Lovely Flash animation of the rock cycle; each section provides clickable links to further animations and information.
Cross curricular 'Invigorate' activity . Each resource contains background information and ideas for activities, broken into manageable sections that can mix and match.Some activities are designed for the classroom, others can be set as homework. Each section is accompanied by teacher's notes. Nice for learning more about scientists past and present too.
A cross-curricular 'Invigorate' set of activities, based on weather. Explore why Earth is hotter in summer,make a rain gauge, and a barometer to find out about air pressure and observe clouds.
A virtual experiment from the BBC to test properties of rocks. You could give pupils a table to complete using this resource
A fun activity to help children learn about rocks and soils. Test the properties of different rocks and take a quiz.
Revision information on rocks and soils. Includes and interactive activity and a quiz.
Very catchy and entertaining song and animation from 'They Might Be Giants: Here Comes Science'. Lyrics can found on the internet. Useful for discussion about how scientists find out about prehistoric life and use evidence/ clues, also about adaptations, e.g. how teeth types can help to identify an animal as a herbivore. Great fun that pupils always want to hear again.
Interactive site that covers how the sun, moon and Earth interact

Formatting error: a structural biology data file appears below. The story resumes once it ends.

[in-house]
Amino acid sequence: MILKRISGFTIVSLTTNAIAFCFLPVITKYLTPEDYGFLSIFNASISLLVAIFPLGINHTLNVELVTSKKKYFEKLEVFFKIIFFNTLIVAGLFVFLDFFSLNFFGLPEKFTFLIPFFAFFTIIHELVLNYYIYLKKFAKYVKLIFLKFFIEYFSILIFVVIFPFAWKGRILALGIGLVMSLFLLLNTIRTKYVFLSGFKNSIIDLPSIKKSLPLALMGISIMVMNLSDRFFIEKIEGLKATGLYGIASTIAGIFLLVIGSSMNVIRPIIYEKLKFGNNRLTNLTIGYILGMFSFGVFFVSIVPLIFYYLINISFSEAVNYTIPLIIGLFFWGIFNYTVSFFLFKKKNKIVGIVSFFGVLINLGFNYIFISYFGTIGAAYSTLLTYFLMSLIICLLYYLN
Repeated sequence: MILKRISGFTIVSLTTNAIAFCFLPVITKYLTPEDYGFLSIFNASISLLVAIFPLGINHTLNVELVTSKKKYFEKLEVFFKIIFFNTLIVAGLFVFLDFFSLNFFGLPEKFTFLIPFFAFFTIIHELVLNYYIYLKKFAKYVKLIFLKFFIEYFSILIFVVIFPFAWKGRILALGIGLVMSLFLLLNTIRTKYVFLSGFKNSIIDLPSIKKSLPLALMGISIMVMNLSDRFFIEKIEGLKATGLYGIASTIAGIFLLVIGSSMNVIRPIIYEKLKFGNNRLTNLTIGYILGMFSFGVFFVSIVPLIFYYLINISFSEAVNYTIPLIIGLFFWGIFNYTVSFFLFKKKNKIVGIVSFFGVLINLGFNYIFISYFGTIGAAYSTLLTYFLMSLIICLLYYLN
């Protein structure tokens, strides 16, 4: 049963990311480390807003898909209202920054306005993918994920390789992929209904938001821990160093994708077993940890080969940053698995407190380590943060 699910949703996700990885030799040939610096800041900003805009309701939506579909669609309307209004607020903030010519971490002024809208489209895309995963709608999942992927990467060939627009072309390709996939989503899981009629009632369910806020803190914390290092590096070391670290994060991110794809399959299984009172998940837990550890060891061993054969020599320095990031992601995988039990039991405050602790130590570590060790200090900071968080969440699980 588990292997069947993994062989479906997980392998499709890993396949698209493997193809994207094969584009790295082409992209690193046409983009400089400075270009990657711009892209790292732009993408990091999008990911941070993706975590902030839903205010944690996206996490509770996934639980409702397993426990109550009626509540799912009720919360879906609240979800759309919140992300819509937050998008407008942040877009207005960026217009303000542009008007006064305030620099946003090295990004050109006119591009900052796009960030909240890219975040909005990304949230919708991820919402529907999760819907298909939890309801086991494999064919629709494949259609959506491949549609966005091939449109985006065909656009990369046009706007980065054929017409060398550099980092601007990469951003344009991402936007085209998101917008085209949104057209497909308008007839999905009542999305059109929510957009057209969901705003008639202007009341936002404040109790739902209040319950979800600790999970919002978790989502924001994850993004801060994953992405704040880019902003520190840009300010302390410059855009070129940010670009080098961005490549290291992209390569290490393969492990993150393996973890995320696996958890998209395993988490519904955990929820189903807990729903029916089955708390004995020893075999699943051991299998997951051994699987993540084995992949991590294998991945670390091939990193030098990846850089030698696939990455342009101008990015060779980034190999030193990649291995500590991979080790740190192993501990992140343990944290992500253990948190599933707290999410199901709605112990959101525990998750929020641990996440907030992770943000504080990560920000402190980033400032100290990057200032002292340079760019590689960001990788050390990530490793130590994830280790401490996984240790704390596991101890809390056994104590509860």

A site that revises the Earth, Sun and Moon with activity and test.
An interactive activity to help children learn about the Earth, Sun and Moon.
Game that allows observation of the Earth and Moon motion. The first challenge is to set the months so that Earth completes one orbit of the sun, then pupils can see what happens in different time scales. Clicking on the labels and magnifying glasses gives more information about each body.
Activity to model fossilisation
Get pupils to play around with this interactive demo to see how the Earth moves around the Sun. Can they describe what is going on with the Moon?
Simple matching game but also contains information about the planets.
Information on the rock cycle from Oxford Museum of Natural History. Children can click on different stages of the cycle to read a description. Has a short test too.
Students can investigate different examples of igneous, sedimentary and metamorphic rocks and learn how they are formed. They can then specifically look at the how metamorphic rocks are formed from igneous or sedimentary ones. Then they are shown how all that they have learned fits together into the rock cycle. They can take a quiz at the end to test themselves.
A 'Triple Crossed' cross-curricular activity for teams of pupils to work through to evaluate evidence and form opinions whilst gaining background knowledge on Space milestones and the space race. Particularly good for 11-14 pupils or as extension/ interest at 8-11 age range.
The moon’s apparent shape changes in a predictable way. These changes may be explained by the moon’s motion relative to the earth and sun. An animated slide show followed by short test to check understanding.
A short clip on RI Channel that explains why Mars appears red, though in fact the surface does not look red in photos. Also links to changing materials